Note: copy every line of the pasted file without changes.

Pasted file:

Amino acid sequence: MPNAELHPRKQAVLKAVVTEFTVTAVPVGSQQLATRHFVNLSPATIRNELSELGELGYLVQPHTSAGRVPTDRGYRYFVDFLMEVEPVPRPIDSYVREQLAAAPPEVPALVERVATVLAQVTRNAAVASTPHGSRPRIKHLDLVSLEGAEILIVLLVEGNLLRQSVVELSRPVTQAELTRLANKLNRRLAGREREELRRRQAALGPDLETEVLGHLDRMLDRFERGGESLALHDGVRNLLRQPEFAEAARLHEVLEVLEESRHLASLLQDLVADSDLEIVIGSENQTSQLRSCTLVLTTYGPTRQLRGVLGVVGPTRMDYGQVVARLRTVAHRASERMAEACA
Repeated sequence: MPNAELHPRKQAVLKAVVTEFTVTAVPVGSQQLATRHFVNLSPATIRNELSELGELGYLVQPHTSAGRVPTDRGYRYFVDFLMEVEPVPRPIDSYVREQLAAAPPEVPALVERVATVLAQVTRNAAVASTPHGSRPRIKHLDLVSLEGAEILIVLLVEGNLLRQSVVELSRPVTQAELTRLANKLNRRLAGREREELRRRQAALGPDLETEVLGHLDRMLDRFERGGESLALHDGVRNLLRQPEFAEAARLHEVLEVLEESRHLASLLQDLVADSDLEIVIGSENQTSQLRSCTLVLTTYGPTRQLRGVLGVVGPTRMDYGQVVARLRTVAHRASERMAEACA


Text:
Amino acid sequence: MPNAELHPRKQAVLKAVVTEFTVTAVPVGSQQLATRHFVNLSPATIRNELSELGELGYLVQPHTSAGRVPTDRGYRYFVDFLMEVEPVPRPIDSYVREQLAAAPPEVPALVERVATVLAQVTRNAAVASTPHGSRPRIKHLDLVSLEGAEILIVLLVEGNLLRQSVVELSRPVTQAELTRLANKLNRRLAGREREELRRRQAALGPDLETEVLGHLDRMLDRFERGGESLALHDGVRNLLRQPEFAEAARLHEVLEVLEESRHLASLLQDLVADSDLEIVIGSENQTSQLRSCTLVLTTYGPTRQLRGVLGVVGPTRMDYGQVVARLRTVAHRASERMAEACA
Repeated sequence: MPNAELHPRKQAVLKAVVTEFTVTAVPVGSQQLATRHFVNLSPATIRNELSELGELGYLVQPHTSAGRVPTDRGYRYFVDFLMEVEPVPRPIDSYVREQLAAAPPEVPALVERVATVLAQVTRNAAVASTPHGSRPRIKHLDLVSLEGAEILIVLLVEGNLLRQSVVELSRPVTQAELTRLANKLNRRLAGREREELRRRQAALGPDLETEVLGHLDRMLDRFERGGESLALHDGVRNLLRQPEFAEAARLHEVLEVLEESRHLASLLQDLVADSDLEIVIGSENQTSQLRSCTLVLTTYGPTRQLRGVLGVVGPTRMDYGQVVARLRTVAHRASERMAEACA